War of the Rebellion: Serial 073 Page 0855 Chapter L. REPORTS, ETC.- ARMY OF THE CUMB'D (CAVALRY).

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I desire to call attention to the valuable services rendered by Second Lieutenant Trumbull D. Griffin and Second Lieutenant Henry Bennett, to whom I am largely indebted for the efficiency of the battery during the campaign.

Below please find a recapitulation of casualties during the campaign: Killed, 1; wounded (3 since died), 16; missing, 5; total, 22.

I am, lieutenant, very respectfully, your obedient servant,


First Lieutenant, Commanding Battery.

Lieutenant E. P. STRUGES,

Acting Aide-de-Camp.

Numbers 411.

Reports of Brigadier General Judson Kilpatrick, U. S. Army, commanding Third Division.


Ringgold, Ga., May 2, 1864.

CAPTAIN: I have the honor to report that, in accordance with instructions received from headquarters Army of the Cumberland, through Brigadier-General Baird, commanding U. S. forces at Ringgold, I left my camp at 4 a. m. to-day, with the effective force of my command, to make reconnaissances in direction of Tunnel Hill. O moved through Hooker's Gap at 4.30 a. m., met the enemy one mile from Stone Church, drove him from one position after another, and, finally, from his first camp to Tunnel Hill. Here he was found in large force, occupying a strong position. The report of yesterday that the enemy had left Tunnel Hill was a mistake, although, I think, he has cavalry only, possibly some artillery, none was used. From citizens I learned that in the affair a few days since the enemy lost 3 killed, including 1 officer, and 21 wounded, besides many horses killed and disabled.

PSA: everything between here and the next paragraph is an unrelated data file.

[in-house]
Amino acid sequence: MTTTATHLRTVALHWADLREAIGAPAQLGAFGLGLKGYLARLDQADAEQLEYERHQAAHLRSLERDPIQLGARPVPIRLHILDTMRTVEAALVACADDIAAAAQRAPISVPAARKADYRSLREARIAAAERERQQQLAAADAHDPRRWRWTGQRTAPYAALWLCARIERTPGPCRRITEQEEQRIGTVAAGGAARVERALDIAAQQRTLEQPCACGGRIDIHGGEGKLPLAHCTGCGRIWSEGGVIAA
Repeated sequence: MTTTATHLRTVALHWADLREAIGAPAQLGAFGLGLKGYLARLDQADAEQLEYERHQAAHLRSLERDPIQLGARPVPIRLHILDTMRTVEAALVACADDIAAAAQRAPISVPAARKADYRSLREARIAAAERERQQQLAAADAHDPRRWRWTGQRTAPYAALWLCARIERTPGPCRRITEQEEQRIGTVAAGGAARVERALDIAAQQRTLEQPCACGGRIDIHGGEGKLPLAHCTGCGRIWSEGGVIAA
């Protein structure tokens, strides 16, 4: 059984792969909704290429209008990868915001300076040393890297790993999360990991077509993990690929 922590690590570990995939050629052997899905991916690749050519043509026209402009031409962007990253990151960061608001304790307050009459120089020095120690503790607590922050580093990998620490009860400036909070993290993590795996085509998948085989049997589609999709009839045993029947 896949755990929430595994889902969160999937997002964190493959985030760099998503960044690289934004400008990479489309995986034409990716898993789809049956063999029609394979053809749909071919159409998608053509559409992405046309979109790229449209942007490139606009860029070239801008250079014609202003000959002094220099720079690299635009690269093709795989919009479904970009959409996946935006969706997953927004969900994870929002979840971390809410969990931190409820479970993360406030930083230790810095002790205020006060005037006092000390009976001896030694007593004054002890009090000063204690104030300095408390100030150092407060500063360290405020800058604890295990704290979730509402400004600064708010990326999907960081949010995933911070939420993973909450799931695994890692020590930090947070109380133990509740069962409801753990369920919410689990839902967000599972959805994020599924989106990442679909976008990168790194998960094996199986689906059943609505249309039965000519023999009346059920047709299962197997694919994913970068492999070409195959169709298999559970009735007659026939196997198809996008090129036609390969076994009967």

My loss to-day is 2 killed, 1 mortally and 2 severely wounded.

The men behaved well, and proved their superiority in every respect over the enemy. My picket-lines have not been disturbed for several days.

Very respectfully, your obedient servant,


Brigadier-General, Commanding.

Captain J. E. JACOBS,

Assistant Adjutant-General.


Sandtown, Ga., August 23, 1864.

GENERAL: I learn from Lieutenant-Colonel Klein, and from prisoners, taken y him, that the impression at headquarters that he had done but little damage to the railroad is erroneous. He informs me that he effectually destroyed 3 miles of the road below Bear Creek Station; that he tore up the track, burned the ties, and bent the rails, that he captured a locomotive with 9 cars loaded with supplies and car wheels. He ran the train into a deep, long cut, and there burned it. He is of the opinion that the damage done to the road by his command cannot be repaired in less than four or five days. Between Bear Creek Station and Jonesborough